While the program did not dominate this rural downtown, it certainly had a big footprint. It was easy to spot the students shuffling down the street with their AirPods and backpacks. Did I really want Ian to live on this island?
On top of their social skill classes, student work various jobs in the community or take classes at the community college with transportation and support organized by the program. Basically, this program does everything that we are already doing for Ian, but a program would take that burden off our shoulders, and he would learn independent living skills, which he is not getting here.
This particular program raised a few red flags for us, which I won’t go into here. Ian liked the apartments and the other students, but wasn’t thrilled either. “It’s okay,” which is Ian’s polite way of saying he didn’t love it. Used to our bustling semi-urban area, Ian would not thrive in that deep isolation of that part of the country. We haven’t crossed this program off the list entirely, but it’s not the top option.
However, we have not ruled out the concept of having Ian live in a community with other autistic people. He liked it. It must be nice to be a place where everybody is like you, rather than being on the outskirts of a typical world. The deaf community has long debated the pros and cons of maintaining their own culture or blending into the general population. With the rise of self-identification of high functioning autism and the neurodiversity movement, there is a thriving autism subculture that is resistant to assimilation.
With backlash to institutionalization of the 1970s, disability advocates pushed for community-based living. But those community-based programs have not panned out. There are long waiting lists. After ten year waitlists, folks are isolated in small apartments without integration into the community. So, we’re in a transition period.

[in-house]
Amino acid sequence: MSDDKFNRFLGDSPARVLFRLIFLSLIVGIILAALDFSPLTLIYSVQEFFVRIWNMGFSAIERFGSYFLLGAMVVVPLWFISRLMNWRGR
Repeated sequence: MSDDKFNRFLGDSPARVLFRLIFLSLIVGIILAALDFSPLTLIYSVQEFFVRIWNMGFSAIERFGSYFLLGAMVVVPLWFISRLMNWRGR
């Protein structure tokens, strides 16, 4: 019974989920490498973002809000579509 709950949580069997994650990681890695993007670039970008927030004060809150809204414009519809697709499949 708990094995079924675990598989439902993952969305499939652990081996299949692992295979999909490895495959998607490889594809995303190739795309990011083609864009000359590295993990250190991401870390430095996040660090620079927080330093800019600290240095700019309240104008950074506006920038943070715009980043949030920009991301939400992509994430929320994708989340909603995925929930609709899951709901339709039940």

I wonder if this program is a sign of things to come. Perhaps these rural locations, which are desperate for new sources of income, will become housing for disabled folks. They are already destinations for retirement communities. Maybe other groups that require government support will be moved to aging downtowns in the edges of our country. Space is cheap. Taxes are low. Geographic resettlement is more than a little scary, but it also might provide some unique opportunities.
Programs for people with high functioning autism teach basic life skills, like managing money, navigating a college campus, and handling an interview. A generation of students are living with the damage from remote education. They may never recover emotionally or academically; they have been rendered disabled in a way. They will need programs like this one. That’s why states are betting on new career training programs.
I’m in the midst of learning about all this stuff, so I don’t have answers yet. I’m not sure what is the best model for helping the semi-educated, the marginally disabled, the square pegs. Should colleges provide better supports? Should we set up little island of supportive communities? Should we set up new job training programs? I’ll keep traveling and asking questions and sharing our stories.